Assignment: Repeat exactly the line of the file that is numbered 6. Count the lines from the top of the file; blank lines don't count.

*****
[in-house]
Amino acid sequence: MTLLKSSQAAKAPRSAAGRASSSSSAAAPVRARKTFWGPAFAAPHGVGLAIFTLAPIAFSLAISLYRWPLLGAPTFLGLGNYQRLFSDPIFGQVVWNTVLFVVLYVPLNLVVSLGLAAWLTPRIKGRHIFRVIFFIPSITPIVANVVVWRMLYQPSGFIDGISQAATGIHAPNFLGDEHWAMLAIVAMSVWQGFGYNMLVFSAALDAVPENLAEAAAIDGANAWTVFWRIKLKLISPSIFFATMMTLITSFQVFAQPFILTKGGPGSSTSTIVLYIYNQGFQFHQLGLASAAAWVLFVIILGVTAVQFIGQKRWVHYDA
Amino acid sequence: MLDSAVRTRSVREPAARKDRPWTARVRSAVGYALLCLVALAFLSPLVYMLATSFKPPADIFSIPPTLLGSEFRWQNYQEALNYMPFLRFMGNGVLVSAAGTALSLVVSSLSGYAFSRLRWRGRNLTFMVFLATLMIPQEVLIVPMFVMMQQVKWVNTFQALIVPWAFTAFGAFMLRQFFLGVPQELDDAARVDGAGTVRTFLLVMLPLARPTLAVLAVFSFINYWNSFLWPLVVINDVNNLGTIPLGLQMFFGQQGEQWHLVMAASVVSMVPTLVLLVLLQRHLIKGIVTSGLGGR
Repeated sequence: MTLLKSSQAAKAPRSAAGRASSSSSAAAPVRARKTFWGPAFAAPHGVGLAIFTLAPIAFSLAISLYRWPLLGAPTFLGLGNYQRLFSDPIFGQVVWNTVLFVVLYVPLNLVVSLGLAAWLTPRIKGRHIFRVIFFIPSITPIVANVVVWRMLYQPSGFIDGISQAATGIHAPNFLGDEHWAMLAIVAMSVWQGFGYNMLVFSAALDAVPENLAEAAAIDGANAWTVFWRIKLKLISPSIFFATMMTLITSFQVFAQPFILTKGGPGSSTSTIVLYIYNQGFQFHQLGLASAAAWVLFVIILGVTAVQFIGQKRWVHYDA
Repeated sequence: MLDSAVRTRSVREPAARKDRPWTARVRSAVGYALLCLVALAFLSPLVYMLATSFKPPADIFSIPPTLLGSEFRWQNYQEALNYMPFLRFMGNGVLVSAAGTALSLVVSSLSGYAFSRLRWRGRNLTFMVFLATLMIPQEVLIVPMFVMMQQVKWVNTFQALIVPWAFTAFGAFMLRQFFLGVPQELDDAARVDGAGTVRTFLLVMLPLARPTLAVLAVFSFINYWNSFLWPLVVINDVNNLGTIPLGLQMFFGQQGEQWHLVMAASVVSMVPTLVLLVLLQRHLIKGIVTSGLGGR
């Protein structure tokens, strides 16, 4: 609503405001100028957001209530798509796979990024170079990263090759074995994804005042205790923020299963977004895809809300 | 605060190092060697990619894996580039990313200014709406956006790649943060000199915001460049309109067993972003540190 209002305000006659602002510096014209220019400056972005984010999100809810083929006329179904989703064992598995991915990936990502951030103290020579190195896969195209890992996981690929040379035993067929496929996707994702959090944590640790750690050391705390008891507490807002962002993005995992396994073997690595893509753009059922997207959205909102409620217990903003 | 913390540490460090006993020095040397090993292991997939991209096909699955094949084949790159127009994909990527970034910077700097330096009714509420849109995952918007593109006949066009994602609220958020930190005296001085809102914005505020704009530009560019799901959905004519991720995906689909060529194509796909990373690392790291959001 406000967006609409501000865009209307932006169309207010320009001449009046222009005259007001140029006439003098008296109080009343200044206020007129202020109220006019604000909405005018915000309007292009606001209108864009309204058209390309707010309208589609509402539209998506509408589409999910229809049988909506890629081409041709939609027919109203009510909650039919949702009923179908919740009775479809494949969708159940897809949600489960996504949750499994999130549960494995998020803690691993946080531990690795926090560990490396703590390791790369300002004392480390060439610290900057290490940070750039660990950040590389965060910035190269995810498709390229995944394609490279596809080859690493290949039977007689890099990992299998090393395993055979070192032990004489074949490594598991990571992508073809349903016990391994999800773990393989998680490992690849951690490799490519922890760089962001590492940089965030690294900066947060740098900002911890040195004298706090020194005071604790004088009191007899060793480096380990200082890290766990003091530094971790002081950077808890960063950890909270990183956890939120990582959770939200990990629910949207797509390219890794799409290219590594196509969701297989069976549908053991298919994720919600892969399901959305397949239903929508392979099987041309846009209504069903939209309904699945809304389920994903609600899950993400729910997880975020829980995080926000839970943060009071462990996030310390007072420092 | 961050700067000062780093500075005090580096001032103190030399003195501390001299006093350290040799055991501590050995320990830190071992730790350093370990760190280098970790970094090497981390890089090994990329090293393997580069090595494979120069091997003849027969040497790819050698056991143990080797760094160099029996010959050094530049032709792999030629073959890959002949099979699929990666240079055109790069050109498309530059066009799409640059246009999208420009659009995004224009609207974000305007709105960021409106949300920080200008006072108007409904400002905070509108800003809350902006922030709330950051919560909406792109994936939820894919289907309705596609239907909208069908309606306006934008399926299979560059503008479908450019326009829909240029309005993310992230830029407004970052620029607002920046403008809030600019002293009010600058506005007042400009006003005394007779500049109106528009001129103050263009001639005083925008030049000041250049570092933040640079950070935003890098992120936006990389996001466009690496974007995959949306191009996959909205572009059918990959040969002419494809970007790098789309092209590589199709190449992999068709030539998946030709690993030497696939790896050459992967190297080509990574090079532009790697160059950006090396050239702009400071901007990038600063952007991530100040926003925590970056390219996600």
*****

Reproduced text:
């Protein structure tokens, strides 16, 4: 609503405001100028957001209530798509796979990024170079990263090759074995994804005042205790923020299963977004895809809300 | 605060190092060697990619894996580039990313200014709406956006790649943060000199915001460049309109067993972003540190 209002305000006659602002510096014209220019400056972005984010999100809810083929006329179904989703064992598995991915990936990502951030103290020579190195896969195209890992996981690929040379035993067929496929996707994702959090944590640790750690050391705390008891507490807002962002993005995992396994073997690595893509753009059922997207959205909102409620217990903003 | 913390540490460090006993020095040397090993292991997939991209096909699955094949084949790159127009994909990527970034910077700097330096009714509420849109995952918007593109006949066009994602609220958020930190005296001085809102914005505020704009530009560019799901959905004519991720995906689909060529194509796909990373690392790291959001 406000967006609409501000865009209307932006169309207010320009001449009046222009005259007001140029006439003098008296109080009343200044206020007129202020109220006019604000909405005018915000309007292009606001209108864009309204058209390309707010309208589609509402539209998506509408589409999910229809049988909506890629081409041709939609027919109203009510909650039919949702009923179908919740009775479809494949969708159940897809949600489960996504949750499994999130549960494995998020803690691993946080531990690795926090560990490396703590390791790369300002004392480390060439610290900057290490940070750039660990950040590389965060910035190269995810498709390229995944394609490279596809080859690493290949039977007689890099990992299998090393395993055979070192032990004489074949490594598991990571992508073809349903016990391994999800773990393989998680490992690849951690490799490519922890760089962001590492940089965030690294900066947060740098900002911890040195004298706090020194005071604790004088009191007899060793480096380990200082890290766990003091530094971790002081950077808890960063950890909270990183956890939120990582959770939200990990629910949207797509390219890794799409290219590594196509969701297989069976549908053991298919994720919600892969399901959305397949239903929508392979099987041309846009209504069903939209309904699945809304389920994903609600899950993400729910997880975020829980995080926000839970943060009071462990996030310390007072420092 | 961050700067000062780093500075005090580096001032103190030399003195501390001299006093350290040799055991501590050995320990830190071992730790350093370990760190280098970790970094090497981390890089090994990329090293393997580069090595494979120069091997003849027969040497790819050698056991143990080797760094160099029996010959050094530049032709792999030629073959890959002949099979699929990666240079055109790069050109498309530059066009799409640059246009999208420009659009995004224009609207974000305007709105960021409106949300920080200008006072108007409904400002905070509108800003809350902006922030709330950051919560909406792109994936939820894919289907309705596609239907909208069908309606306006934008399926299979560059503008479908450019326009829909240029309005993310992230830029407004970052620029607002920046403008809030600019002293009010600058506005007042400009006003005394007779500049109106528009001129103050263009001639005083925008030049000041250049570092933040640079950070935003890098992120936006990389996001466009690496974007995959949306191009996959909205572009059918990959040969002419494809970007790098789309092209590589199709190449992999068709030539998946030709690993030497696939790896050459992967190297080509990574090079532009790697160059950006090396050239702009400071901007990038600063952007991530100040926003925590970056390219996600």